Jason Fodeman
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While much has been said about the recently passed health care overhaul law and a multitude of cogent arguments have been made as to why the legislation must be repealed, lengthy debates have failed to adequately address how the 2,800 pages will prevent patients from receiving the medical care that they need and want. In fact, in some ways the federal government already hinders the ability of doctors to provide their patients with good care. These trends will no doubt worsen under PPACA. In addition, new regulations and mandates will place unaccountable regulators in between physicians and their patients.

Medicare’s physician reimbursement regimen is fraught with underpayments and perverse incentives. During the health care debate, supporters of PPACA praised Medicare’s ability to exploit its size to obtain lower fees with providers. While it is true that Medicare can bludgeon down physician fees, this is not one of the program’s greatest strengths, but actually one of its greatest weaknesses. These underpayments are ultimately shifted to patients in the form of shorter visits, less doctor face time, quick hospital discharges, and compromised care. Rather than reforming the government’s flawed reimbursement regimen, PPACA merely expands its scope to more people.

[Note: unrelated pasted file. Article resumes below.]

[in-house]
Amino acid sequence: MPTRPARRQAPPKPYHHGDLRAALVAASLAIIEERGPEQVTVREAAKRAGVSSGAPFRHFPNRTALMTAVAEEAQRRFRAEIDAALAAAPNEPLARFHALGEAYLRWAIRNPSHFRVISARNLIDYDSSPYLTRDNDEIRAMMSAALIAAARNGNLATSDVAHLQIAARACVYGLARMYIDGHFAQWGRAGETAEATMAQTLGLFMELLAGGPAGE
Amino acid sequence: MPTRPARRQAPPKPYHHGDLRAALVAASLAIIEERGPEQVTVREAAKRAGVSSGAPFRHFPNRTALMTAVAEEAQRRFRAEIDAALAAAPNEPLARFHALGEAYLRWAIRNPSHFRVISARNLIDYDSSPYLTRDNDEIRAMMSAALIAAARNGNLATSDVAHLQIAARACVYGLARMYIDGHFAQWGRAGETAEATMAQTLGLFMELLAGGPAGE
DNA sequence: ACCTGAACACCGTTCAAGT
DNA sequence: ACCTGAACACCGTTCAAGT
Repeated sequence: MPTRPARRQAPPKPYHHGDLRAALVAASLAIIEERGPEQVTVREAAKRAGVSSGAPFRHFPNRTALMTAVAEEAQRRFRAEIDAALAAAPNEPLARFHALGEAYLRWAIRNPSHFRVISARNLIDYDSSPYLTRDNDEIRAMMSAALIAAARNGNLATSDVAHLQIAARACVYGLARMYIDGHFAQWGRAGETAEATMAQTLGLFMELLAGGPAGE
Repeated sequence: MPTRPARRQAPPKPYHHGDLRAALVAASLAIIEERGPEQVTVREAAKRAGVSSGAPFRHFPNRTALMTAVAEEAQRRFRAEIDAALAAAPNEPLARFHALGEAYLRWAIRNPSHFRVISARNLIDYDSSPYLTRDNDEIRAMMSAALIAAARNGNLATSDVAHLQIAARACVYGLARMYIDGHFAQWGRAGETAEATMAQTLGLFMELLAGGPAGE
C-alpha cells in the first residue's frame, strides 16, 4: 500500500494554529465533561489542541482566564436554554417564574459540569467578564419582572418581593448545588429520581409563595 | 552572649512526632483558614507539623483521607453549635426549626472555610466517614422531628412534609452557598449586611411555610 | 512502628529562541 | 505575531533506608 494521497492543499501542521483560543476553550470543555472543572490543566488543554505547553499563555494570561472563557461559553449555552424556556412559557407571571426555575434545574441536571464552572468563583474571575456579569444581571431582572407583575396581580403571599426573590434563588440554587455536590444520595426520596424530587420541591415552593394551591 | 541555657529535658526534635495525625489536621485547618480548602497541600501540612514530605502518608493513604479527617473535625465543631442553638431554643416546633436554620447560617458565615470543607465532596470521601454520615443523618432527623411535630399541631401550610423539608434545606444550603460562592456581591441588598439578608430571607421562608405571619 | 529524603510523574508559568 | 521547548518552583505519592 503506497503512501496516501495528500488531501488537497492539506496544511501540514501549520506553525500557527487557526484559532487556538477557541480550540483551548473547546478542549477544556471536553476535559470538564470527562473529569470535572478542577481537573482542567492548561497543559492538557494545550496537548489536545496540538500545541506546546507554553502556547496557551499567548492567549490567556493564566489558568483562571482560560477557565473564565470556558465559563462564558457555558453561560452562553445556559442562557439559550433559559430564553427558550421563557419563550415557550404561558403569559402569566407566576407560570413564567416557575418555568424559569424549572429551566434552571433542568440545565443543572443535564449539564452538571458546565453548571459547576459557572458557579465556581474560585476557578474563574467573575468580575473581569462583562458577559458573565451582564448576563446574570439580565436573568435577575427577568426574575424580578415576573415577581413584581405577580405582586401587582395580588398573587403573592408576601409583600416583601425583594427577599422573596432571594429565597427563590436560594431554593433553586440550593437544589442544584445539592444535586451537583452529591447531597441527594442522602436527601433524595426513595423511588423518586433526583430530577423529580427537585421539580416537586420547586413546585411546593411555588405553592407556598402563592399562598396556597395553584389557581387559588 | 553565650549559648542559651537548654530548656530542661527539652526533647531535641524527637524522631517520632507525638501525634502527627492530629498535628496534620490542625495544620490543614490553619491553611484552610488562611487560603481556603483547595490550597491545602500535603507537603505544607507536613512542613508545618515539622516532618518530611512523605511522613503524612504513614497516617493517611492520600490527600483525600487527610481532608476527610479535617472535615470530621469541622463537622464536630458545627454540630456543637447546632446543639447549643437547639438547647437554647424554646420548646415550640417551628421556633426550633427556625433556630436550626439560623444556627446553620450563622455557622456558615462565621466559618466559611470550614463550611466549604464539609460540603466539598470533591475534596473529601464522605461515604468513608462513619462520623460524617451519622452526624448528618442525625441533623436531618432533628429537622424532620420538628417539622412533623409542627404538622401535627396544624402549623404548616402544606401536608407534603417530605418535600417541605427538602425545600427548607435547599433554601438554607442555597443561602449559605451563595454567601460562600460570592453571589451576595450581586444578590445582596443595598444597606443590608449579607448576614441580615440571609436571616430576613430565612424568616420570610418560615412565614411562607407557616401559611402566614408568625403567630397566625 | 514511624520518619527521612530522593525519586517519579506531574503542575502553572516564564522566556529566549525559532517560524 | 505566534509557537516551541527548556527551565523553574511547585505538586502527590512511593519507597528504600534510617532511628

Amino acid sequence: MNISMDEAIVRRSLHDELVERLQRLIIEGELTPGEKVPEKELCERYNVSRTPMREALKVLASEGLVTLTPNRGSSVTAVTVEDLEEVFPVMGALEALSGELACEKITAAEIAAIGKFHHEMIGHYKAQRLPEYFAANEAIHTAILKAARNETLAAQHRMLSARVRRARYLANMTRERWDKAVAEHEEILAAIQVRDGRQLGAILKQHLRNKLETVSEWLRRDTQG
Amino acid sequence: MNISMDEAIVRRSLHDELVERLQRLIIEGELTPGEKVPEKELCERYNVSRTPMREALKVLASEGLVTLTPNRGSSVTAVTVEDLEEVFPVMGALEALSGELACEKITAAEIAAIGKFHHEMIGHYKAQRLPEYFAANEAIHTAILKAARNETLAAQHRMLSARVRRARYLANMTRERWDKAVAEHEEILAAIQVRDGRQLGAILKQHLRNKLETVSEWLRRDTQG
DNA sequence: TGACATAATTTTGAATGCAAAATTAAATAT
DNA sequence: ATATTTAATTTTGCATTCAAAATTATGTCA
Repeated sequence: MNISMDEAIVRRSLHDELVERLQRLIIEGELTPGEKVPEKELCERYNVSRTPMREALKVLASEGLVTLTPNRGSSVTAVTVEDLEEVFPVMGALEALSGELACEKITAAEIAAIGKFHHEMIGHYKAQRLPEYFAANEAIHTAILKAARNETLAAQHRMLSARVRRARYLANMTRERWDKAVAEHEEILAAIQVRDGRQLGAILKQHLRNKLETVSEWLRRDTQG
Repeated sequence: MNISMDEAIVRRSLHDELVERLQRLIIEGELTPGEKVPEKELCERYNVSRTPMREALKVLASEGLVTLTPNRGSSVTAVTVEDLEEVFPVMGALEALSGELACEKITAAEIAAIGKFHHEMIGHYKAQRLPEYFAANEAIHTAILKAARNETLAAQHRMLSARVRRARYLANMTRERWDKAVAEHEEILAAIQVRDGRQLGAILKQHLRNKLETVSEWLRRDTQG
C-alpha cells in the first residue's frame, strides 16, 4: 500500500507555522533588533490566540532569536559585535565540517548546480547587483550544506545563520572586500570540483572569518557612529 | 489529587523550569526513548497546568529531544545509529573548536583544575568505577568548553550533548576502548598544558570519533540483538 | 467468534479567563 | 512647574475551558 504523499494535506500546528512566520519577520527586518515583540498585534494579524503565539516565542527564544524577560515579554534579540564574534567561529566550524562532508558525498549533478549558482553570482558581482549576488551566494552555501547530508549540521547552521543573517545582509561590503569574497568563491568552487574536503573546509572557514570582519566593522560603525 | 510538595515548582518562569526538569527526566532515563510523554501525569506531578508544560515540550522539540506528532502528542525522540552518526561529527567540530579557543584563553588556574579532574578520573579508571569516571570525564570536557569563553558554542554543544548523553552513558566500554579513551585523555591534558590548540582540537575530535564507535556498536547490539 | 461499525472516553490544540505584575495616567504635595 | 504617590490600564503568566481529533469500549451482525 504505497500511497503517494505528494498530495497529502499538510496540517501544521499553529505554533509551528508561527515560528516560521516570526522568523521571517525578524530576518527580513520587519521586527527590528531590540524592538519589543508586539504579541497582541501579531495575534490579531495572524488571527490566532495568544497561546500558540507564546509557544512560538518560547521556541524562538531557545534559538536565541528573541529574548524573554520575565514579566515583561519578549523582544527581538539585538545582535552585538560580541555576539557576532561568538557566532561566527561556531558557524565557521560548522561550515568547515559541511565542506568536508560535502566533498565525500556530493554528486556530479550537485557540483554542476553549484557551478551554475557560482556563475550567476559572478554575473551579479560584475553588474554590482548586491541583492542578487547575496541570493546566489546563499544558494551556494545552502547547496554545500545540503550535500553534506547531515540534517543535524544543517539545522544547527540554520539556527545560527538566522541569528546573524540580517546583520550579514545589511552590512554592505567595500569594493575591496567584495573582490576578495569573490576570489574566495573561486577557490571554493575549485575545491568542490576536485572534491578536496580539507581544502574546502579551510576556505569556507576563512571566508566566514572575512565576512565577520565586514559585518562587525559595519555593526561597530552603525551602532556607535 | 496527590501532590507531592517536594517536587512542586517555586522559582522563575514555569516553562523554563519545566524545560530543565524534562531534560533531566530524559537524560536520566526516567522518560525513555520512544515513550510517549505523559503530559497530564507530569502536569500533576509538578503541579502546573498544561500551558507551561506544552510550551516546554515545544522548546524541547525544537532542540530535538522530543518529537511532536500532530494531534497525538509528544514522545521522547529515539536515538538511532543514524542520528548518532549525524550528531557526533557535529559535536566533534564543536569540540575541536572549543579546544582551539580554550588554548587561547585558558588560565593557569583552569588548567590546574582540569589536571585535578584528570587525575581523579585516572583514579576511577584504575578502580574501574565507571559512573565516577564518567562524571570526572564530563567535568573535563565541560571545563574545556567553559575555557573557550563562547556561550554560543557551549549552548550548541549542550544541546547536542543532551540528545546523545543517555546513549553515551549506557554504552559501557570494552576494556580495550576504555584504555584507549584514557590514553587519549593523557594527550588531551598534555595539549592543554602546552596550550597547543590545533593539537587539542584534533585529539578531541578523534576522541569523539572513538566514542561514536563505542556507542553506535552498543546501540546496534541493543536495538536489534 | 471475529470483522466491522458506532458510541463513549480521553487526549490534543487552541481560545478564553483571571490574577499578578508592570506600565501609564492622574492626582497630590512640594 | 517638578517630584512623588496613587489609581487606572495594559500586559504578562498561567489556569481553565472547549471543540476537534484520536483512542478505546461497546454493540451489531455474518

PPACA establishes the Patient-Centered Outcomes Research Institute to conduct research comparing the efficacy of medical and surgical interventions. The potential harm from this depends how it is used.

Federal regulators could easily use this research to ration care by financially punishing physicians prescribing these “less effective” treatments. This research coupled with reimbursement changes could easily pave the way for the government dictating to patients the medicines, tests, and procedures that they can and cannot have, regardless of willingness to pay and personal preference. This would replace the professional judgment of physicians with rigid rules set by regulators in Washington DC. This one-size-fits-all approach will limit choice and result in poor quality care.

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Jason Fodeman

Jason D. Fodeman, M.D. is an Internal Medicine Resident at UCONN and a former health policy fellow at the Heritage Foundation.